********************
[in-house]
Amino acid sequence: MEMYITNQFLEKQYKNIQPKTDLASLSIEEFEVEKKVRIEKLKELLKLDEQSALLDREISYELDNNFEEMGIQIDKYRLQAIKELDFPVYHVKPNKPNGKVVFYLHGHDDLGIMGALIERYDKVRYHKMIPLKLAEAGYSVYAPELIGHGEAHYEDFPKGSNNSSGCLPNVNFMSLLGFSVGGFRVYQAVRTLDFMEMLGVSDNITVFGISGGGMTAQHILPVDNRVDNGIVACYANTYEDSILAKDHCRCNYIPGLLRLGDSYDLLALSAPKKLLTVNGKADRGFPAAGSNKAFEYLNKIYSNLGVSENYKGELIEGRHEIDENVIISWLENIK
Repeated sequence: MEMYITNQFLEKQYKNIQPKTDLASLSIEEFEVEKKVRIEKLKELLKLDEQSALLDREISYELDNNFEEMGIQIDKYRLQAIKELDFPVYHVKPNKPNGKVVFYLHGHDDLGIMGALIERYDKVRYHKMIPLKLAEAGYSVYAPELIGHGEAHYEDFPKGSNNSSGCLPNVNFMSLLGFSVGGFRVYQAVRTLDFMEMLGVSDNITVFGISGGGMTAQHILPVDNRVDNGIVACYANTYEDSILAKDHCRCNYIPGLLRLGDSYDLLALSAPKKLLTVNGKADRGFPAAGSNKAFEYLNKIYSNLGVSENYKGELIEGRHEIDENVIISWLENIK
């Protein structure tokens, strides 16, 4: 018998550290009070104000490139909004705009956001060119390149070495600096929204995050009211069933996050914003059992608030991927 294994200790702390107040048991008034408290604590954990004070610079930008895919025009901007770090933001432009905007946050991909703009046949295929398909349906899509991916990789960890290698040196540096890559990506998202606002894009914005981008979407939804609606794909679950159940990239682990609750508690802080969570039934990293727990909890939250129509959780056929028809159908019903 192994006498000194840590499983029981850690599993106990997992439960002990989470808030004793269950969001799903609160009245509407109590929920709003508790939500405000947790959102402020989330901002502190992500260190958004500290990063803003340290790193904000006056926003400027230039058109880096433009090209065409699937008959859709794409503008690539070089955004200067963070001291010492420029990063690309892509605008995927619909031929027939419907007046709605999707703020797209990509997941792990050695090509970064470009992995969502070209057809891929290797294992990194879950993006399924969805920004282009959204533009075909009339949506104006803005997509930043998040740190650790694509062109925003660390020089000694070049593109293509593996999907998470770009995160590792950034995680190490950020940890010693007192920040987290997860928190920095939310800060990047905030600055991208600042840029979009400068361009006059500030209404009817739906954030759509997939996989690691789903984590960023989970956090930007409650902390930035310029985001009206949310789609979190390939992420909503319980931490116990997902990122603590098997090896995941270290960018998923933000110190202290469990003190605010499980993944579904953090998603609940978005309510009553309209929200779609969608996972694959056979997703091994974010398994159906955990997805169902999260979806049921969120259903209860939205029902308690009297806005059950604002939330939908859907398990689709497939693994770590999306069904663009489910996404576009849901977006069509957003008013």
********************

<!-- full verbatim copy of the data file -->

[in-house]
Amino acid sequence: MEMYITNQFLEKQYKNIQPKTDLASLSIEEFEVEKKVRIEKLKELLKLDEQSALLDREISYELDNNFEEMGIQIDKYRLQAIKELDFPVYHVKPNKPNGKVVFYLHGHDDLGIMGALIERYDKVRYHKMIPLKLAEAGYSVYAPELIGHGEAHYEDFPKGSNNSSGCLPNVNFMSLLGFSVGGFRVYQAVRTLDFMEMLGVSDNITVFGISGGGMTAQHILPVDNRVDNGIVACYANTYEDSILAKDHCRCNYIPGLLRLGDSYDLLALSAPKKLLTVNGKADRGFPAAGSNKAFEYLNKIYSNLGVSENYKGELIEGRHEIDENVIISWLENIK
Repeated sequence: MEMYITNQFLEKQYKNIQPKTDLASLSIEEFEVEKKVRIEKLKELLKLDEQSALLDREISYELDNNFEEMGIQIDKYRLQAIKELDFPVYHVKPNKPNGKVVFYLHGHDDLGIMGALIERYDKVRYHKMIPLKLAEAGYSVYAPELIGHGEAHYEDFPKGSNNSSGCLPNVNFMSLLGFSVGGFRVYQAVRTLDFMEMLGVSDNITVFGISGGGMTAQHILPVDNRVDNGIVACYANTYEDSILAKDHCRCNYIPGLLRLGDSYDLLALSAPKKLLTVNGKADRGFPAAGSNKAFEYLNKIYSNLGVSENYKGELIEGRHEIDENVIISWLENIK
């Protein structure tokens, strides 16, 4: 018998550290009070104000490139909004705009956001060119390149070495600096929204995050009211069933996050914003059992608030991927 294994200790702390107040048991008034408290604590954990004070610079930008895919025009901007770090933001432009905007946050991909703009046949295929398909349906899509991916990789960890290698040196540096890559990506998202606002894009914005981008979407939804609606794909679950159940990239682990609750508690802080969570039934990293727990909890939250129509959780056929028809159908019903 192994006498000194840590499983029981850690599993106990997992439960002990989470808030004793269950969001799903609160009245509407109590929920709003508790939500405000947790959102402020989330901002502190992500260190958004500290990063803003340290790193904000006056926003400027230039058109880096433009090209065409699937008959859709794409503008690539070089955004200067963070001291010492420029990063690309892509605008995927619909031929027939419907007046709605999707703020797209990509997941792990050695090509970064470009992995969502070209057809891929290797294992990194879950993006399924969805920004282009959204533009075909009339949506104006803005997509930043998040740190650790694509062109925003660390020089000694070049593109293509593996999907998470770009995160590792950034995680190490950020940890010693007192920040987290997860928190920095939310800060990047905030600055991208600042840029979009400068361009006059500030209404009817739906954030759509997939996989690691789903984590960023989970956090930007409650902390930035310029985001009206949310789609979190390939992420909503319980931490116990997902990122603590098997090896995941270290960018998923933000110190202290469990003190605010499980993944579904953090998603609940978005309510009553309209929200779609969608996972694959056979997703091994974010398994159906955990997805169902999260979806049921969120259903209860939205029902308690009297806005059950604002939330939908859907398990689709497939693994770590999306069904663009489910996404576009849901977006069509957003008013």